LAW AND POLICY OF THE EU – week 3 day 2 Exercising Powers – The Principle of Subsidiarity Exercising - and Limiting - Powers The EU is not omni-competent: - Broad values and objectives in Arts. 2 and 3 TEU. - Art. 5(1) TEU ‘The limits of Union competences are governed by the principle of conferral.’ - Art 4(1) TEU ‘…competences not conferred upon the Union in the Treaties remain with the MS’ - No Treaty base = no power to act! Looking at the limits, what are the limits of the extent of the EU’s powers to act? In the context of division of responsibility between the EU and the member states, what kind of situations can the EU act and make the secondary legislation? And when should it not act, and let the member states themselves take measures? The competences of the EU; The EU is not only competent, it cannot do everything it has some limits. It can’t do everything. There are some limits within the treaties. What can it do? ( broad values, article 5 there are limits conferral limits, article 4 what’s not conferred remain with the members states) If there is no treaty base for directives, then the EU should not act and should be left to the member states ( art 4(1) ). If it’s not in the treaties, the EU cannot act ( BASIC POINT )
Categorisation of competences (post-Lisbon) See lecture 2 Arts 3-6 TFEU : Art 3 TFEU - EU exclusive competences Art 4 TFEU – EU/MS shared competences Art 5 TFEU – MS shall coordinate their economic policies within the Union Art 6 TFEU – EU competence to carry out actions to ‘support, coordinate or supplement’ MS actions There was no clear articulation of what the EU does and what MS do before Lisbon treaty. It was decided in the treaty that there should be a clear list of what the competences of the EU are. It will make it evident to when the EU should act and where the MS should act. These amendments were made in 2009. They are categorized according to the type of EU action. Article 3( excludes MS actions ) is about the customs union, competition for internal market, monetary policy for the EU countries. It’s exclusive to the EU to act in this policy area; MS should not act in those areas. Article 4 ( MS and EU act ) sometimes the EU act, sometimes MS. Social policy is a shared competence, agriculture, environment, transport, energy, consumer protection : these are all areas of shared competence. - The EU has a test to which applies whether it should be MS that should act or EU that acts. Article 5 : coordination Article 6 : support, coordinate, or supplement MS actions. ( for instance, HEALTH , EDUCATION ) - Now , after Lisbon treaty, clearer EU catalogue about who should be doing what.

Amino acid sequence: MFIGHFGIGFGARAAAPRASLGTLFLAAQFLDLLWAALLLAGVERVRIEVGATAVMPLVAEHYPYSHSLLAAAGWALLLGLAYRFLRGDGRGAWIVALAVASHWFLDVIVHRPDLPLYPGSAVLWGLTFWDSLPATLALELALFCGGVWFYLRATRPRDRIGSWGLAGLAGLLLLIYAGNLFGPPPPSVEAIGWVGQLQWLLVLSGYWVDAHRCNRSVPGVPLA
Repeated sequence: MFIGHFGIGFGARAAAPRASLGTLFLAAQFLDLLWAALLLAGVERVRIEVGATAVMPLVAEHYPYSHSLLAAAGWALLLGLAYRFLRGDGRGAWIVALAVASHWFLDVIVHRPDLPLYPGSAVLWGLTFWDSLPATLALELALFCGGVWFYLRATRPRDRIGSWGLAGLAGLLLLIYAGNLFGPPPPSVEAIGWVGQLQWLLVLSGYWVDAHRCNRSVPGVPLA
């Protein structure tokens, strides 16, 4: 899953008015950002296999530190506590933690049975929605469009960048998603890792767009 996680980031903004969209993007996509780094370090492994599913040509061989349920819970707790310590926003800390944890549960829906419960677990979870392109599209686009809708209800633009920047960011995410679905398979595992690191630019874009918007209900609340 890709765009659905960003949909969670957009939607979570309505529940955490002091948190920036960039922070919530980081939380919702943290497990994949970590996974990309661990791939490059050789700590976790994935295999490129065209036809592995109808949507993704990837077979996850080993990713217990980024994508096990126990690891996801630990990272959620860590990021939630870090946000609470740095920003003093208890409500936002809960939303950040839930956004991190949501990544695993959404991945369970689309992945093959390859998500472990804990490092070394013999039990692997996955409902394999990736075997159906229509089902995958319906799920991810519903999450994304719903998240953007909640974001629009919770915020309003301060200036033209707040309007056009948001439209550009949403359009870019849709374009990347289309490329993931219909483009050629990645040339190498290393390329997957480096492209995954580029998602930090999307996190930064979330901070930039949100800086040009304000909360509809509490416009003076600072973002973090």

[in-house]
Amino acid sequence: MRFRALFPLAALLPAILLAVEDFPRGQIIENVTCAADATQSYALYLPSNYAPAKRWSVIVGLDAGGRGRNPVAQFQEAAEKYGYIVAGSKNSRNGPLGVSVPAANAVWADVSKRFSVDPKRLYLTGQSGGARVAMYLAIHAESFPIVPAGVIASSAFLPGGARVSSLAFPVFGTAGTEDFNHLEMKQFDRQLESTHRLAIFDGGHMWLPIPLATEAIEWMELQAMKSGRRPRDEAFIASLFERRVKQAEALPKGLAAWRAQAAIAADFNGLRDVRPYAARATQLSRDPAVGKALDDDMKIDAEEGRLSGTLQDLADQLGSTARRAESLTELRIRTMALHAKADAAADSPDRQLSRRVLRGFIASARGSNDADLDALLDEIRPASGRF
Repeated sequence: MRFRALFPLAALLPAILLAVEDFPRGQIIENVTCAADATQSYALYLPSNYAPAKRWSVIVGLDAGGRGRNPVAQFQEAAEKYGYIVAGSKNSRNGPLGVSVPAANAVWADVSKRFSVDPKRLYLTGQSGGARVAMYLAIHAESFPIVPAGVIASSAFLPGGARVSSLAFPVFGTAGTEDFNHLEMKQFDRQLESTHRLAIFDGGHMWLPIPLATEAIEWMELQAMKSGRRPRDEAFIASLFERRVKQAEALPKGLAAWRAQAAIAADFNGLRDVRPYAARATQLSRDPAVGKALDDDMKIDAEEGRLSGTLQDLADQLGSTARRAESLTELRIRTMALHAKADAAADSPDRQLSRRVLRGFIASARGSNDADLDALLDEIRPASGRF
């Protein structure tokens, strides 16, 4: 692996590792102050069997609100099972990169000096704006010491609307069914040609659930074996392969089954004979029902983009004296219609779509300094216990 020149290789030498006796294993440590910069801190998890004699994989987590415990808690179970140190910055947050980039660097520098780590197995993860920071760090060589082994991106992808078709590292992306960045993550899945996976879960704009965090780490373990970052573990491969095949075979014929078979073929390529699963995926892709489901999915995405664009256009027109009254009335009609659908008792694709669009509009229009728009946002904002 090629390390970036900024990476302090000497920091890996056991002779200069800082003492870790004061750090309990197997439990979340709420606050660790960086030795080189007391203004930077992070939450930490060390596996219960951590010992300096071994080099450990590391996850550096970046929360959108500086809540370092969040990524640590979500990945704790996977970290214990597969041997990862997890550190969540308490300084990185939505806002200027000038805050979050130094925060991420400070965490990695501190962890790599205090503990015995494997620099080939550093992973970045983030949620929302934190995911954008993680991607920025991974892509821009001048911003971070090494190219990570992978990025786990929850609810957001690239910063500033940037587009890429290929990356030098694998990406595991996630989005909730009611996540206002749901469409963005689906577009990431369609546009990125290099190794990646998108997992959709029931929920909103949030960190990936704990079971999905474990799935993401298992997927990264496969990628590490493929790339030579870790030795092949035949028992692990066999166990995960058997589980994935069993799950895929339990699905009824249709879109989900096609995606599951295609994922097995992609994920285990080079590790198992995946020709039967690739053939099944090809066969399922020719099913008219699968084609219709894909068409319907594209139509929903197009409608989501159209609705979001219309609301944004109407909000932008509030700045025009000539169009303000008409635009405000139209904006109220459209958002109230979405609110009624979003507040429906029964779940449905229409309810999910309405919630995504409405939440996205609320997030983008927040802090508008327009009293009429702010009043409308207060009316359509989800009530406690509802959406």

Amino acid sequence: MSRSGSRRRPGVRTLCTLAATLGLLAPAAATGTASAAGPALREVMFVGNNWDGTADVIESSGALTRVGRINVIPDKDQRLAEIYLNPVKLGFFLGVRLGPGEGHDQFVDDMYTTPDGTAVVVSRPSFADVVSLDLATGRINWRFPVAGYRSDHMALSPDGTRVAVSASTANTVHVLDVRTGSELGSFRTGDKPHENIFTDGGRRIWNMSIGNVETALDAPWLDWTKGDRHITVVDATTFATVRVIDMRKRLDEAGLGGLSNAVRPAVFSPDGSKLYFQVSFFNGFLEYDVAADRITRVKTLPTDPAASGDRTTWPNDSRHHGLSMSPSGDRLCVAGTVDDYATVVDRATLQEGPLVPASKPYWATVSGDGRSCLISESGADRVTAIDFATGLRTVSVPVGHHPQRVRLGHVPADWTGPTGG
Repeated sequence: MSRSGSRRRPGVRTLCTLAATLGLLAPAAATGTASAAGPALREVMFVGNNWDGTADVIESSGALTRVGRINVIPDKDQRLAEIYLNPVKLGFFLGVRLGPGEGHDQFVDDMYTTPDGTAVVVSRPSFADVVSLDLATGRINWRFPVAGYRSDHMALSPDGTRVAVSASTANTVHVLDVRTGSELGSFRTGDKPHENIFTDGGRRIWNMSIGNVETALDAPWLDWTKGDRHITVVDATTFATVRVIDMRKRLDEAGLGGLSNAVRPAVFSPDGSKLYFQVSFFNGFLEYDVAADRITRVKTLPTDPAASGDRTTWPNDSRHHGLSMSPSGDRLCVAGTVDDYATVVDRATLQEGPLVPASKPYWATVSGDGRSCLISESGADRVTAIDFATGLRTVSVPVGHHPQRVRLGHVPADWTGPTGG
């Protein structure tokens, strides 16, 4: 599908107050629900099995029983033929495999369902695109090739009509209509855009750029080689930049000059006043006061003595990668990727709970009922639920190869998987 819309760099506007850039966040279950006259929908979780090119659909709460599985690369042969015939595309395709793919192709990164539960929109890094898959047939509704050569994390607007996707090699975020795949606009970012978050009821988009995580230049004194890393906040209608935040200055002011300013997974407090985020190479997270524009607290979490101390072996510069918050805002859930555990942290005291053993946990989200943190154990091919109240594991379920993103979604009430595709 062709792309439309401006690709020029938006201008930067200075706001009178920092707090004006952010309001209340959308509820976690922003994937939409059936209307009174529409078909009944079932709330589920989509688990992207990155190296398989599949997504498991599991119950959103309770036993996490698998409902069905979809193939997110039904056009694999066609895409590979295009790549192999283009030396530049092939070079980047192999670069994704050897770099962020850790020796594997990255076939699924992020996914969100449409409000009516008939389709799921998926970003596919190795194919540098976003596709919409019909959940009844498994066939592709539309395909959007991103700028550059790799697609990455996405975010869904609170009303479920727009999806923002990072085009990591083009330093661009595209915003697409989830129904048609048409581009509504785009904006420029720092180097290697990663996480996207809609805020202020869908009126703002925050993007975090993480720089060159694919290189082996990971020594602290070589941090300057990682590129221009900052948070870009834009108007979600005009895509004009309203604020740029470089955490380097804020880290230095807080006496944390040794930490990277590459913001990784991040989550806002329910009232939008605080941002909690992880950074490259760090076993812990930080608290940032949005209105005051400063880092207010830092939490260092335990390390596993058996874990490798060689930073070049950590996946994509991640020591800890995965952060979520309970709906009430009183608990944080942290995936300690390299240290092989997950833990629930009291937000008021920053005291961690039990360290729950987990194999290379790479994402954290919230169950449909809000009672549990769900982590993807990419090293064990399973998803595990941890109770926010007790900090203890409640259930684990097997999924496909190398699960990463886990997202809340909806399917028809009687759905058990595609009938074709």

Competence disputes (turf wars) - Horizontal disputes (ie between institutions) Eg Commission and EP v Council (see previous lecture) - Vertical disputes (ie between EU and MS) The council wanted just consultation with the parliament etc. that makes the MS stronger in decision making.
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